I finally returned this afternoon to the realm of the Eagle--and the Swan, and the Trout. It was a day of high overcast, temperatures above freezing, and, I presume, a dropping barometer as a result of a big storm rolling in off the Pacific.
I waded up to the Glide, and never was the name more appropriate than today. A juvenile Trumpeter Swan was gliding over its smooth flow. We get a few Trumpeters every Spring, and it's always a cheering sight. I've never seen a solitary bird, though, and my guess is that this teenager somehow got separated from the flock. Or, based on my experience with teenagers, managed to get separated from the flock.
I took a long, slow pass through the Glide. The river is low, lower than it appeared to me as I drove over the bridge last weekend. I went deep and small, but found no fish. The surface was covered with tiny midges--what I've seen called Snowflies--and every once in awhile I heard a little splash, and once, turning quickly at the sound, saw the rapidly dissipating ripples of a rise.
By then--I admit it--I was a bit chilled, and had little to no feeling in my thumbs. The temperature was at a good place, but a persistent wind and the icy water did their work. I waded downstream and across and climbed up under the bridge out of the wind. My thermos was in the truck nearby so I got it and took a little warmup time with some hot coffee. You know, sitting by a river having a cup of coffee is one of the things I hope I get to do in heaven.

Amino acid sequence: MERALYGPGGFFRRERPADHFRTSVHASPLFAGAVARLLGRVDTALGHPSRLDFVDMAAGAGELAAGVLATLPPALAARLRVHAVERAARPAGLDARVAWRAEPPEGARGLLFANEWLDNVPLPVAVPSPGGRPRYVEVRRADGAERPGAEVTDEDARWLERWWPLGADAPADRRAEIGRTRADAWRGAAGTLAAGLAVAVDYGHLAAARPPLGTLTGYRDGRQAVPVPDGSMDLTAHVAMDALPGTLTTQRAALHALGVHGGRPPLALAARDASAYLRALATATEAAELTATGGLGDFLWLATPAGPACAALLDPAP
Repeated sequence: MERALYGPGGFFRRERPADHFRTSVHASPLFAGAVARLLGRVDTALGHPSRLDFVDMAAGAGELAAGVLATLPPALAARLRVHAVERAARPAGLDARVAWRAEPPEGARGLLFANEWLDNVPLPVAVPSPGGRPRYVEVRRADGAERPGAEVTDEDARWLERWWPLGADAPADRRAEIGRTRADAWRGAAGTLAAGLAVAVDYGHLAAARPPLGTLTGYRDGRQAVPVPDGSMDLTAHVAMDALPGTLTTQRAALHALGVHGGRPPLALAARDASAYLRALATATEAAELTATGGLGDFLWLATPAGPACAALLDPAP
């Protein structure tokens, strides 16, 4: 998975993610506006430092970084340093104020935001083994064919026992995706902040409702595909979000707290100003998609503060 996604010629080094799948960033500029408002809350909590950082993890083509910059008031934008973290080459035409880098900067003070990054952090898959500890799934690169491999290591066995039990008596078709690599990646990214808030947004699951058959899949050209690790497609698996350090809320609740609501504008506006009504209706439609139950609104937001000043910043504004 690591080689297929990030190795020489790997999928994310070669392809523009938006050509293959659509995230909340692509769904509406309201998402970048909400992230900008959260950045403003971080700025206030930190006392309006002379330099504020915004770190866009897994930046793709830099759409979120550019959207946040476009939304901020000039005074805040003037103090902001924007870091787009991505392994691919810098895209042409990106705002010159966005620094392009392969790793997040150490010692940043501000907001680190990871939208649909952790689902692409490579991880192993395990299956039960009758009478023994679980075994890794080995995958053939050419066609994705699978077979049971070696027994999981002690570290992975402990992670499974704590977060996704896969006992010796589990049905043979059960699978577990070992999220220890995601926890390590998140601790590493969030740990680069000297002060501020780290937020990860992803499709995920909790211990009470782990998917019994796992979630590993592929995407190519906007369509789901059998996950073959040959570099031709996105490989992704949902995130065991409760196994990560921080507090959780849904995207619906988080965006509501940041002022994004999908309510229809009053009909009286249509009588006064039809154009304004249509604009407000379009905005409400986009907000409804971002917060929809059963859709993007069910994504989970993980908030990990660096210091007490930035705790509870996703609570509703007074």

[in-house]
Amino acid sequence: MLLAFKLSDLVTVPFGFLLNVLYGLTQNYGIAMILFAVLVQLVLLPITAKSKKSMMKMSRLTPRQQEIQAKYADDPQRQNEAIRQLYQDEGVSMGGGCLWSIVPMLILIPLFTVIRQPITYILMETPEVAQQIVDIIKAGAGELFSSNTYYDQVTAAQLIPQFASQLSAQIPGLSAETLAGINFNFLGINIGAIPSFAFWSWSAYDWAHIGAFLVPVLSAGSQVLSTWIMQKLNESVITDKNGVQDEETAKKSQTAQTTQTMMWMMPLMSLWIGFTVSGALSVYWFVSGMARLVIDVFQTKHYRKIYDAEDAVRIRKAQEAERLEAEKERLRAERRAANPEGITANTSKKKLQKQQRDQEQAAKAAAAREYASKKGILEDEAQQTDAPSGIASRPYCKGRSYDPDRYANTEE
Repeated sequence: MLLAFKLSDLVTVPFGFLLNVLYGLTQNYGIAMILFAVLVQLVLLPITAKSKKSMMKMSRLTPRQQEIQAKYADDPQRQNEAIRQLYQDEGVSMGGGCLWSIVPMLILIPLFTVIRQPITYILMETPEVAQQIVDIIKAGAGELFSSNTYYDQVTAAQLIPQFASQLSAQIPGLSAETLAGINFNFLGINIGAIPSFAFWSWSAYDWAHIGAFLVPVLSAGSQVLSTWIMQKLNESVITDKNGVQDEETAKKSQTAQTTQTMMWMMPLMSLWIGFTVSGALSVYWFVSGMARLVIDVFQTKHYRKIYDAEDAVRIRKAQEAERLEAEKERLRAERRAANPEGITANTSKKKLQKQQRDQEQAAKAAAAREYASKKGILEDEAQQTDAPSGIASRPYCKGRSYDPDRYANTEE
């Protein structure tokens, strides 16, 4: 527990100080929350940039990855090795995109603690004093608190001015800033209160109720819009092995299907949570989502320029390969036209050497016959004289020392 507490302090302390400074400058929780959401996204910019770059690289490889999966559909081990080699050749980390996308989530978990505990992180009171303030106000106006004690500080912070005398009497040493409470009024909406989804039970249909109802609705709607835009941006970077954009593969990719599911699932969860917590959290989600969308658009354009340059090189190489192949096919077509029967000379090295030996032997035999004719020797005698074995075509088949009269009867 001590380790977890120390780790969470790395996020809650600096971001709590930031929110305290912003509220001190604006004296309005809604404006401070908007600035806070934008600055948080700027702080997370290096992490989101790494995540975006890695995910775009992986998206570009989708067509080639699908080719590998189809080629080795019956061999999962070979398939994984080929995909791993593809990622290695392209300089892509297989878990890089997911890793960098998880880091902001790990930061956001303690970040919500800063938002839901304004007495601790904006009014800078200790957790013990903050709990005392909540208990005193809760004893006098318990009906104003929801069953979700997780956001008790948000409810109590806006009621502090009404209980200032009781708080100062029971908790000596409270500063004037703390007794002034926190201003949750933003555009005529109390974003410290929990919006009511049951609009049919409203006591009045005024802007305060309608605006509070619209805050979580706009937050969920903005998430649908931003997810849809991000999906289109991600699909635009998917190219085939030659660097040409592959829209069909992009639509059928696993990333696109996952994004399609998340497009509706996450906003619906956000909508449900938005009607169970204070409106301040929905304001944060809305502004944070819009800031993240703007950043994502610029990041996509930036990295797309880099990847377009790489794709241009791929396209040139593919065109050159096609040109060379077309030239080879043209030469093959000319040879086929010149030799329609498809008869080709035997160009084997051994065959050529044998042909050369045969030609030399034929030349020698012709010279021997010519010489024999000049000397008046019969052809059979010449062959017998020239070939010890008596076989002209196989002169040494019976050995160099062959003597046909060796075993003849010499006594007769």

I had been wondering how the Bridge Run might fish with the lower flows, and especially where the run dumps into a deep, slow pool and backwater. So I climbed down on the downstream side of the bridge to check things out. As always, others had been there before me.
I found that the big tree that had been lying in the middle of the run since last June's high water had somehow shifted over against the bank. That's good news. It opens up the run again. With the low water I was able to wade through the silty backwater and out to a higher and firmer gravel bar. It was like old times; this is where I used to stand to fish this stretch.
I went at it for a good long time. On one swing I felt a good bump, then another, and another. I knew it wasn't a Steelhead, and at first decided to let the fly keep swinging. Then it whacked the fly again, and I lifted and hooked up with a nice trout. I worked it in close enough to see its flash and color before it came undone.
I fished on and snagged the bottom twice, breaking the fly off each time. Then I hooked another trout and it was deja vu all over again. I lost it just as I could see it flashing in the darkening current. I thought sure I was going to have some fish photos tonight. But what I have is that sensory memory of those bright, pulsing lives at the end of the line. That's high pay for an afternoon's work.
I had been standing in the river for a long time, and I was cold again. I waded out--those first steps over the cobble on numb feet make me feel like a baby learning to walk--and climbed back up to my sanctuary under the bridge. One more cup of coffee, and some time to reflect on the day.
I was happy. Steelhead or no Steelhead, this was a day with all the right stuff.